My horse trembled behind me as I pushed it to the absolute brink of exhaustion. He took another step and his legs collapsed underneath him, taking me down with him.
I rolled off, groaning in pain. I scrambled to my feet and hurried over to my horse's saddlebag. I pulled out a small package and stuck it into a pocket in my skirts. I also grabbed my bag of supplies. I ran my hand over my horse's head as I murmured, "I'm sorry, Princess."
My pace was nearly a run as I left Princess behind. I willed myself to slow down to a fast walk, just in case I came across another traveler on the road. I kept my head down and just kept walking as my mind went over and over the events of the last couple of days.
The village I had lived in all my life was very poor. We were serfs to Count Doofen, who was a cruel master. We grew crops in the fields but we didn't get to keep hardly any of the food.
Even though I was thin and sickly, I was cursed with a beautiful face. The Count recently did a ride through of our village and I had the misfortune of catching his eye. He brought me to his castle and did unspeakable things to me. I endured it because I felt I had no other choice.
It wasn't long before I was with child. The Count longed for a son and I knew if my child was one, I would become his wife. I prayed for a son because I knew it would make both of our lives so much better.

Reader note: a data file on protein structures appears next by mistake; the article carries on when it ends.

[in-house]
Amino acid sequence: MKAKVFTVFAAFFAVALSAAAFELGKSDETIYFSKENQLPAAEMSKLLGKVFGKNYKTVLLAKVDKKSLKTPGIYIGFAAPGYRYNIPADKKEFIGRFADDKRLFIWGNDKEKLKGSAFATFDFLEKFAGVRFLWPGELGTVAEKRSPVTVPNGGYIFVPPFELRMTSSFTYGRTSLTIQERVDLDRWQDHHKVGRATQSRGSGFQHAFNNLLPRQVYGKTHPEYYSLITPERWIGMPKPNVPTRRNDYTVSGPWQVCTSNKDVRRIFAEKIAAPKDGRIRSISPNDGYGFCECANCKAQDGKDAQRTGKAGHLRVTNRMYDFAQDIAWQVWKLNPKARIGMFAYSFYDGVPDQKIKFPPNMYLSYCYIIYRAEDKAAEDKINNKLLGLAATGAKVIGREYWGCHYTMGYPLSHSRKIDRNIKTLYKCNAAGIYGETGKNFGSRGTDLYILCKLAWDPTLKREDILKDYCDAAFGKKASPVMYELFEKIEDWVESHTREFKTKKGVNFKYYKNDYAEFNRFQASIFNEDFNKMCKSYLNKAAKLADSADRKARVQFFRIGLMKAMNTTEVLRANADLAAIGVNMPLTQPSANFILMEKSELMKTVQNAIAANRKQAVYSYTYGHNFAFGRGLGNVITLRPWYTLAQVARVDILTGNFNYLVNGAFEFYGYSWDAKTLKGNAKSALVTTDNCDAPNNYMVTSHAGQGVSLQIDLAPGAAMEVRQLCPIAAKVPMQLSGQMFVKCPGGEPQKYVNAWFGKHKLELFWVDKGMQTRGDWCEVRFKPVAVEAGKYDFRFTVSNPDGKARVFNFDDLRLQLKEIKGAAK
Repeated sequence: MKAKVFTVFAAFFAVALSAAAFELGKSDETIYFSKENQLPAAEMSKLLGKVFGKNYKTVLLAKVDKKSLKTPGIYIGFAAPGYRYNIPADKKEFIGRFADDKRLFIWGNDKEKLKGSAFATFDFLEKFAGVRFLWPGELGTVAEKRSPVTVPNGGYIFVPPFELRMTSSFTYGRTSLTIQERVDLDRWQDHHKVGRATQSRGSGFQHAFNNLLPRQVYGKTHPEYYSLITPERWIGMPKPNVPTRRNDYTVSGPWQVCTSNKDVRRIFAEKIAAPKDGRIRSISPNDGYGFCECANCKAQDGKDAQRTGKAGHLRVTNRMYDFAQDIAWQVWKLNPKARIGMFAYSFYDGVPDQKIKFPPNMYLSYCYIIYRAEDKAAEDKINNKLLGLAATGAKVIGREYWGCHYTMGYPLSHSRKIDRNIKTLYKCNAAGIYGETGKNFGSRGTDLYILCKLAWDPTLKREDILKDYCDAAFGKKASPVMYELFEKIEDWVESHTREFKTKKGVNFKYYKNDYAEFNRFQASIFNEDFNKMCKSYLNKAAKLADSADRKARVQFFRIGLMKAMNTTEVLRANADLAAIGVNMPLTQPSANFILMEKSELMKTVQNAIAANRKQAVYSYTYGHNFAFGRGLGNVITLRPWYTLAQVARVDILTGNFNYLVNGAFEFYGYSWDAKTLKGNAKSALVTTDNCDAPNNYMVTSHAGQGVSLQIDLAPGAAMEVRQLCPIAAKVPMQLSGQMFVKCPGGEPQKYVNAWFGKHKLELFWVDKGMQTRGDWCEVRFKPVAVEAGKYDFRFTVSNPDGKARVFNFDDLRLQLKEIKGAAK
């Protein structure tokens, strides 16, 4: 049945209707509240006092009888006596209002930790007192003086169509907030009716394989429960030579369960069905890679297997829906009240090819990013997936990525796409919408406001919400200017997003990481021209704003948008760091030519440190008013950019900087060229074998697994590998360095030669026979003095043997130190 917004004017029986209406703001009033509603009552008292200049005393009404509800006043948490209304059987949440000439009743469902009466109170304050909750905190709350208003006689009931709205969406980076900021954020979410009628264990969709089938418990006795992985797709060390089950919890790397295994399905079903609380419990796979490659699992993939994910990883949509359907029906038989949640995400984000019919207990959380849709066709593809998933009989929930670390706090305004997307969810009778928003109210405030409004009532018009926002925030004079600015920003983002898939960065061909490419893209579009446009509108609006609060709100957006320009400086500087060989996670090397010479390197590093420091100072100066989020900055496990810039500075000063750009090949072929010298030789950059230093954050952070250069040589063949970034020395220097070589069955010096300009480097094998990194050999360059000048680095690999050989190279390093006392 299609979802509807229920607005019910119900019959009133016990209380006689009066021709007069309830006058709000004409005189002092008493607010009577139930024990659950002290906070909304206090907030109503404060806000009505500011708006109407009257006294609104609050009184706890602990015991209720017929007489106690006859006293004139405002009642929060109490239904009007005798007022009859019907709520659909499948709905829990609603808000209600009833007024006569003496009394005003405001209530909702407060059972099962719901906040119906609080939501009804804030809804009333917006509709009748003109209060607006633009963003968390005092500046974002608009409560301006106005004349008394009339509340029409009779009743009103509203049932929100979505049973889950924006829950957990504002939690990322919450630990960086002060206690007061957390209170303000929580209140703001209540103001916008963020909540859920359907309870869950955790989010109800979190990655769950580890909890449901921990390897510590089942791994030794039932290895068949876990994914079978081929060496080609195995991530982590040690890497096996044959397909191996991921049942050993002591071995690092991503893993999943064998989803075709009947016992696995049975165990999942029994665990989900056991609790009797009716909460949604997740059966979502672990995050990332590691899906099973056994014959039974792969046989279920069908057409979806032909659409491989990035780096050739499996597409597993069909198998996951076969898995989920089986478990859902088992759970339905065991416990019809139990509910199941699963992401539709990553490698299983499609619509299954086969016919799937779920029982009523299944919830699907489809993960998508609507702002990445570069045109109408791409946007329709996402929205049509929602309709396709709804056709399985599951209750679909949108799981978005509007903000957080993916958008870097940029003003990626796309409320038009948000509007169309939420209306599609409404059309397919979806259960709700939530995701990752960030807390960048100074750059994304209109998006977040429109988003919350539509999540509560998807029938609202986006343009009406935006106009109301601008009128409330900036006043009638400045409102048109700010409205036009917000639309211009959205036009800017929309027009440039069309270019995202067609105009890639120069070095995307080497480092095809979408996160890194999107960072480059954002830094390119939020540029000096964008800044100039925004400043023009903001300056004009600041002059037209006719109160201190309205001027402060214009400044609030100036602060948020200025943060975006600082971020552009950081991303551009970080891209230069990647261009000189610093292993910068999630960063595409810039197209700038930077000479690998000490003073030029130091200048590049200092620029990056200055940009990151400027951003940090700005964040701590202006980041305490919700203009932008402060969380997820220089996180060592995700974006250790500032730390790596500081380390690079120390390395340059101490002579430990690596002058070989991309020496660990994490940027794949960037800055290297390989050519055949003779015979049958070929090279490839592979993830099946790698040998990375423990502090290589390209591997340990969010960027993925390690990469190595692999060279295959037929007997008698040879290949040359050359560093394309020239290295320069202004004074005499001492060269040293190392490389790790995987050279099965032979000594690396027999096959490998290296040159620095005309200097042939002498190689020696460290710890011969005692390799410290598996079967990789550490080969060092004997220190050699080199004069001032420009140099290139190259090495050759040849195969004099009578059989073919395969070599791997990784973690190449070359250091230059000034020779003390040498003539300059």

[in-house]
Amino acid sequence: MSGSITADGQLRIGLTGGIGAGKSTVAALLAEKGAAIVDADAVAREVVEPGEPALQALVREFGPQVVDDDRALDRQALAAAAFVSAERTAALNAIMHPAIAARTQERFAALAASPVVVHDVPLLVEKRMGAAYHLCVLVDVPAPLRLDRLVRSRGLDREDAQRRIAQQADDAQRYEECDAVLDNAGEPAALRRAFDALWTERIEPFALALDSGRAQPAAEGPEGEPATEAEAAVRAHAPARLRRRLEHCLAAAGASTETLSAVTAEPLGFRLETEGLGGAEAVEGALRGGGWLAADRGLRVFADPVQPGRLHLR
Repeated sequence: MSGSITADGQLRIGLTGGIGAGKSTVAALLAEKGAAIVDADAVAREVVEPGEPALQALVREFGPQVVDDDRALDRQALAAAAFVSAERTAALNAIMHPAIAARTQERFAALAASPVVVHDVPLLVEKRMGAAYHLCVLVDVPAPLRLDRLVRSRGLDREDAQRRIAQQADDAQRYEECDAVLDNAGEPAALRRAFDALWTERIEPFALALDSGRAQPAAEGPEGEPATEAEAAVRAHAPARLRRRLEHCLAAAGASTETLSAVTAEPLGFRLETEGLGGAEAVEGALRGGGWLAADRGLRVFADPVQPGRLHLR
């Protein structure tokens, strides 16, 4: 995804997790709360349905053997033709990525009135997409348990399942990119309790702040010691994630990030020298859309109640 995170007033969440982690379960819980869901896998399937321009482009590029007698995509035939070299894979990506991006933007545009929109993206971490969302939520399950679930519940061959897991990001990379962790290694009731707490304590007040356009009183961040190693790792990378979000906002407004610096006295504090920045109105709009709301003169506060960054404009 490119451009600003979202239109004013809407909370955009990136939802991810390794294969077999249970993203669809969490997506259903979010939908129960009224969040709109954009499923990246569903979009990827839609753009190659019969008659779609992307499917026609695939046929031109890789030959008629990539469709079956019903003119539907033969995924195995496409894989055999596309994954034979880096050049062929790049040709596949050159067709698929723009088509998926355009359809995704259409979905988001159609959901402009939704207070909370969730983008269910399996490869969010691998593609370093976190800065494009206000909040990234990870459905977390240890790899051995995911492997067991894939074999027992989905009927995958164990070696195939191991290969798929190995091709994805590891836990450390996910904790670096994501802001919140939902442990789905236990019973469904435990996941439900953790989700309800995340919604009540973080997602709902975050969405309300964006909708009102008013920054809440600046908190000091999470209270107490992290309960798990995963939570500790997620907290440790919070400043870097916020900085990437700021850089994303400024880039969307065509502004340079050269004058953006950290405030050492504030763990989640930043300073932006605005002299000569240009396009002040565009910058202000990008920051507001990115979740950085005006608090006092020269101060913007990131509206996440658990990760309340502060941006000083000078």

But when the midwife told me I had borne a healthy baby girl, I wept and could not be consoled. I was allowed to keep my daughter for several years but it was recently she was taken from me to live in my old village.
I tried to console myself that at least my parents would look after her, but I felt so much pain that my child was forced to live the same merger existence that I had to deal with. I just tried to keep living until a few days ago.
News reached the castle that a plague had been spreading through the countryside like a wildfire. My entire village perished, including my daughter who had just turned ten years old. Outside, I pretended to grieve and move on. But inside, I was aflame. I had to get away from the count, from this life. I was fueled on by the fact that I was newly pregnant.
I made a plan by beginning to gather supplies. On the night I made my escape, I stole a valuable necklace in the thoughts of selling it once I got far enough away. Even though Princess, my favorite horse, and I had made a clean getaway, I felt like there was a host of people behind me.
As I walked, I began to feel a flush rising up my neck. My steps slowed and I found that my whole body was starting to feel very heavy. I ended up having to stop and sit with a tree at my back. My eyes began to feel heavy and finally I fell asleep.
I died peacefully on the side of that road, from the same plague that had killed my daughter. I couldn't run away from the trouble I was in or from my life. But death was something of an escape for me.
For the IndieInk Writing Challenge this week, Tara Roberts challenged me with "You can't run away from trouble. There ain't no place that far. - James Baskett" and I challenged The Lime with "All She Needed Was A Good Beating"